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Economic viability of UK shale gas and potential impacts on the energy market up to 2030
- Cooper, Jasmin, Stamford, Laurence, Azapagic, Adisa
- Applied energy 2018 v.215 pp. 577-590
- coal, economic sustainability, electricity, energy, energy costs, issues and policy, liquefied natural gas, markets, prices, shale gas, wells, United Kingdom, United States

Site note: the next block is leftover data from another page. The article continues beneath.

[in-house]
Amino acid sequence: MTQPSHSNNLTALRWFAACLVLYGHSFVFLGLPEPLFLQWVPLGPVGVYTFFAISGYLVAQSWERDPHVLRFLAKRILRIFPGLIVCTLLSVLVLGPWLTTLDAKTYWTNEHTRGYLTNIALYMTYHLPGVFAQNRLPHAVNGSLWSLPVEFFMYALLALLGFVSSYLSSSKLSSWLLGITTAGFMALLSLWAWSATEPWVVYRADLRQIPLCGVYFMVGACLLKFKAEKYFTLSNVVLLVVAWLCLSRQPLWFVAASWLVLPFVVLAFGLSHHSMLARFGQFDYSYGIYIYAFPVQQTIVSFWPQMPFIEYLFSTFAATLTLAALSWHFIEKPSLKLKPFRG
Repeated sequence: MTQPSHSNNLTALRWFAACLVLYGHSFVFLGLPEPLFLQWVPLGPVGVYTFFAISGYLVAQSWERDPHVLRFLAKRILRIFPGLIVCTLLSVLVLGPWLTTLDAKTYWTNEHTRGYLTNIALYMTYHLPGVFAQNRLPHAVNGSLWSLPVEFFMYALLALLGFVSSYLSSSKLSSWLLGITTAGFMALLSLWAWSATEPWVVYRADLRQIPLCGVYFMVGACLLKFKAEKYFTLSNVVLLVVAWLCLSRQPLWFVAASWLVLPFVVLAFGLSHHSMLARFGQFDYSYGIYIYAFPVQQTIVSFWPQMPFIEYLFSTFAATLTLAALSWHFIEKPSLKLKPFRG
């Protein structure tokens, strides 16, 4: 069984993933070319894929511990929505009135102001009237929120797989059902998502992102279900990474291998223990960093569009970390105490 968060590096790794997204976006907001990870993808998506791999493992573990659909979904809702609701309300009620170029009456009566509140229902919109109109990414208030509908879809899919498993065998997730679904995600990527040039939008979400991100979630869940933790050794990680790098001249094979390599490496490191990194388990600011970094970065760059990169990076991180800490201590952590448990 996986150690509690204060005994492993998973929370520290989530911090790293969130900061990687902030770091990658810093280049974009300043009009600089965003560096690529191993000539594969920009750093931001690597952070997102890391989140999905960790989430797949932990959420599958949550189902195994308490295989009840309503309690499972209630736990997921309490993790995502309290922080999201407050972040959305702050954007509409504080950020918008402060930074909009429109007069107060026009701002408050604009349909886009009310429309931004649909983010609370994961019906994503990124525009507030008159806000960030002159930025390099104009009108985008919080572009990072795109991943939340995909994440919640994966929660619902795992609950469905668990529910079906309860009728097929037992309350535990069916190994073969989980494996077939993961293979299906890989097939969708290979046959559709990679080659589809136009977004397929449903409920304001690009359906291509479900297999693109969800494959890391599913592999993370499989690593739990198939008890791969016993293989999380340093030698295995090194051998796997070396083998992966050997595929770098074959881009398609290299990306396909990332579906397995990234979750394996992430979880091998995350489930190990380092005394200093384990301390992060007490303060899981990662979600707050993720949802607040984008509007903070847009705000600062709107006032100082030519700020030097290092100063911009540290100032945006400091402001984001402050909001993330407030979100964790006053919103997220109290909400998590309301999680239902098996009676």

- The UK is in the early stages of developing a shale gas industry and to date six test wells have been drilled but none yet exploited commercially. Some argue that shale gas could reduce energy prices and improve national energy security. However, the costs of bringing commercial-size wells into operation are uncertain and the impact shale gas could have on the UK energy market is currently unknown. Therefore, this paper evaluates the economic viability of developing a UK shale gas industry and the impacts it could have on the UK gas and electricity markets and consumer energy bills up to 2030. The estimated life cycle (levelised) costs of shale gas production range from 0.47 to 56.74 pence/MJ (0.61–73 US$ cents/MJ), with an average value of 4.64 pence/MJ. The break-even price at which shale gas can be sold varies between 0.95 and 114.44 pence/MJ, averaging at 9.47 pence/MJ, depending on the volume of gas produced by a shale gas well. The latter is two times higher than imported liquefied natural gas, around 30% more expensive than UK natural gas and three times greater than the price of US shale gas. Electricity from shale gas is on average 17% more expensive than from domestic conventional gas but still more competitive than most other electricity options, including coal and renewables. However, the impact of shale gas on the energy market would be limited across the expected range of shale gas penetration into the gas and electricity mixes, suggesting that it would have little effect on energy prices. This is reflected in an almost negligible impact on consumer energy bills. The potential of shale gas to boost the UK economy is also limited, contributing 0.017–0.033% to the GDP. This is an order of magnitude lower than the contribution of US shale gas to its GDP (0.2%), indicating that the economic success of shale gas in the US may not be replicated in the UK. These findings will be of interest to shale gas developers and policy makers not only in the UK but in other countries considering exploitation of shale gas resources.